Show: The humble Farmer

Episode: humble 2011 0918.mpg


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Episode Description:

Well received in Northern New England for over 30 years, this is the same old fashioned music and humorous social commentary show that has delighted young and old alike every week since April 6, 1978 for radio --- and now for television.

Music by: Clark Terry, Erroll Garner, Dave Frishberg, Bix Beiderbecke, Harry Allen, Denny Breau, Django Reinhardt, and McKinney’s Cotton Pickers.

This show contains 3.08 minutes of guitarist Denny Breau live on stage on Monhegan, 1.37 minutes of humble live on stage in Jefferson, Dr. Dick’s dancing puppets and 6 minutes of Jason Philbrook talking about antique cameras.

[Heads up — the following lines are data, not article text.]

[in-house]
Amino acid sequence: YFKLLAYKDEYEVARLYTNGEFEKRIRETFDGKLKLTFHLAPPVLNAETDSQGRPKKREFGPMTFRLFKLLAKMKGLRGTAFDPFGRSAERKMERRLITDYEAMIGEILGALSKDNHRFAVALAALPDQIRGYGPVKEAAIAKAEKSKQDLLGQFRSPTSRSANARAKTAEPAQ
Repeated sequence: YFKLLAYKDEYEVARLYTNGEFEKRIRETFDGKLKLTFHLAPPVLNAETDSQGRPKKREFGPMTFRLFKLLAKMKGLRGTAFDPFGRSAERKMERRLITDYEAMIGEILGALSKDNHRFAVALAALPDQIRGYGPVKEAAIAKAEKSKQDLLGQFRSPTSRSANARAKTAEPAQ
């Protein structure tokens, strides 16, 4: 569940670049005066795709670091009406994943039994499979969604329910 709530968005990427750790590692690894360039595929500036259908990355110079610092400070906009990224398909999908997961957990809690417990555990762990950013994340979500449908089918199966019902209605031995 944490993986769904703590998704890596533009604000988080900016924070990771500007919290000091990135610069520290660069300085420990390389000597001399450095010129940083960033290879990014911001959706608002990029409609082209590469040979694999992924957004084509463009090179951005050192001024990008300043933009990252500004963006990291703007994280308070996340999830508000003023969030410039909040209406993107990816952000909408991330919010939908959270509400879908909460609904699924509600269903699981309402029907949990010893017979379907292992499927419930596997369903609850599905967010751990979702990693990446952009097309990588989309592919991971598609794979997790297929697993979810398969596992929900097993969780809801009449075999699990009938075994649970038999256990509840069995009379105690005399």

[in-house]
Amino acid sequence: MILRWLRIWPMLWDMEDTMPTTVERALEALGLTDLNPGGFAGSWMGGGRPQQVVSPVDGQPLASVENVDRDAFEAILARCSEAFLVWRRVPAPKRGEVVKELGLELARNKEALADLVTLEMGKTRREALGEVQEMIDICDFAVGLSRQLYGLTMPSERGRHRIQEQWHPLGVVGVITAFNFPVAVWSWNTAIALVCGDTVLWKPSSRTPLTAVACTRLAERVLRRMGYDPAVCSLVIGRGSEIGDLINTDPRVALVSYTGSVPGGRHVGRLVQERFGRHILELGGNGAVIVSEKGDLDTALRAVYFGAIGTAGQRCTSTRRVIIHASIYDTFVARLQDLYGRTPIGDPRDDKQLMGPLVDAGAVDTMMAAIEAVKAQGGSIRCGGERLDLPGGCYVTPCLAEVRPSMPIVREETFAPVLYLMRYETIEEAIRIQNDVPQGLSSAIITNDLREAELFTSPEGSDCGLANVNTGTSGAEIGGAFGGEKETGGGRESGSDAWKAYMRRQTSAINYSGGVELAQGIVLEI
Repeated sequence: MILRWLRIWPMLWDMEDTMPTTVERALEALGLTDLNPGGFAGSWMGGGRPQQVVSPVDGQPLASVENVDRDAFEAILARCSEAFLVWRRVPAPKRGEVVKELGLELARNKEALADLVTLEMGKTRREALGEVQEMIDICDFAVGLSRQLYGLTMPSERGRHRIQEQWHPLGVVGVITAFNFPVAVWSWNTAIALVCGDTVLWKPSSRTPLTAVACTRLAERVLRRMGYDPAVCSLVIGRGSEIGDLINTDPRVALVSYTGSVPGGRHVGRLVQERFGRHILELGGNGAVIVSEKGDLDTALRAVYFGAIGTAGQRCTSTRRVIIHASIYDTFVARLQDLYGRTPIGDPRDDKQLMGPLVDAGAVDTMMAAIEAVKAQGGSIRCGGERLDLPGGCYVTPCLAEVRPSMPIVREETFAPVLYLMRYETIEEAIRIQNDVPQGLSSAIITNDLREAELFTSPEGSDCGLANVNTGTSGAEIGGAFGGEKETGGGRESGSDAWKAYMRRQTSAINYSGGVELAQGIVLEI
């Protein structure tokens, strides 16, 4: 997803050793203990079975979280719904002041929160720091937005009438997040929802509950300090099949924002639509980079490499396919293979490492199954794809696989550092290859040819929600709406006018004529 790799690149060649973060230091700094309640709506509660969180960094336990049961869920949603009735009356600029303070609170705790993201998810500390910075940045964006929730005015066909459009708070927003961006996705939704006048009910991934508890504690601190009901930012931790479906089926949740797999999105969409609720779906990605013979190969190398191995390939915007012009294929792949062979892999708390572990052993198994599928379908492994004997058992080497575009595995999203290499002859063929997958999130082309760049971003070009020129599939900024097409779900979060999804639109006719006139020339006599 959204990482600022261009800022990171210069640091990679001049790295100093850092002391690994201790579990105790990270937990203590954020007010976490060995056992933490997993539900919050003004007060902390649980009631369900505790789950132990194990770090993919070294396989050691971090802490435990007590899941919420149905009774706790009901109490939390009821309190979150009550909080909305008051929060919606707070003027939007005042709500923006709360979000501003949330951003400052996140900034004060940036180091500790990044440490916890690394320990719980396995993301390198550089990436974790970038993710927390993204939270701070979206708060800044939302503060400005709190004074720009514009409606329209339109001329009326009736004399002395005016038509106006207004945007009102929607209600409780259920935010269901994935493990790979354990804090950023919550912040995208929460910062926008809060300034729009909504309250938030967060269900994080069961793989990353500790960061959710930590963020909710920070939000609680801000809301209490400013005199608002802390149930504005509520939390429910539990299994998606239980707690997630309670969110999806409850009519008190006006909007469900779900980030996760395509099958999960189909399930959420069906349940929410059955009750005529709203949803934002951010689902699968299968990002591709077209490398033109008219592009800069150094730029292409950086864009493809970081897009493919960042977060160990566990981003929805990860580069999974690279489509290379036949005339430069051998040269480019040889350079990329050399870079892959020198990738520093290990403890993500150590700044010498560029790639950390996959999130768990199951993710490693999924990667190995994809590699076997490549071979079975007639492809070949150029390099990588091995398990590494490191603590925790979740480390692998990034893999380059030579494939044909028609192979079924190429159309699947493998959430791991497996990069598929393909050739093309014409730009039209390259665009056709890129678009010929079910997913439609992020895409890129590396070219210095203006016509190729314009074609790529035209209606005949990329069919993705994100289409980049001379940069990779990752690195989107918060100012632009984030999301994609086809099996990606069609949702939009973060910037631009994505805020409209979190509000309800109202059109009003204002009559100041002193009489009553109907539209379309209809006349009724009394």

Much of the video over the music shows humble servicing his clothes dryer with short clips of humble mowing his lawn and dumping the grass for mulch in his garden. Tame fare, indeed, for viewers expecting someone to be shot, arrested or blown up.

The show is tightly scripted. It starts out with a clip of Dr. Dick’s dancing puppets. It ends, as usual, with the Keystone Cops driving a car off the end of a dock.

Here's the approximate humorous commentary for The humble Farmer show for the week of September 18, 2011.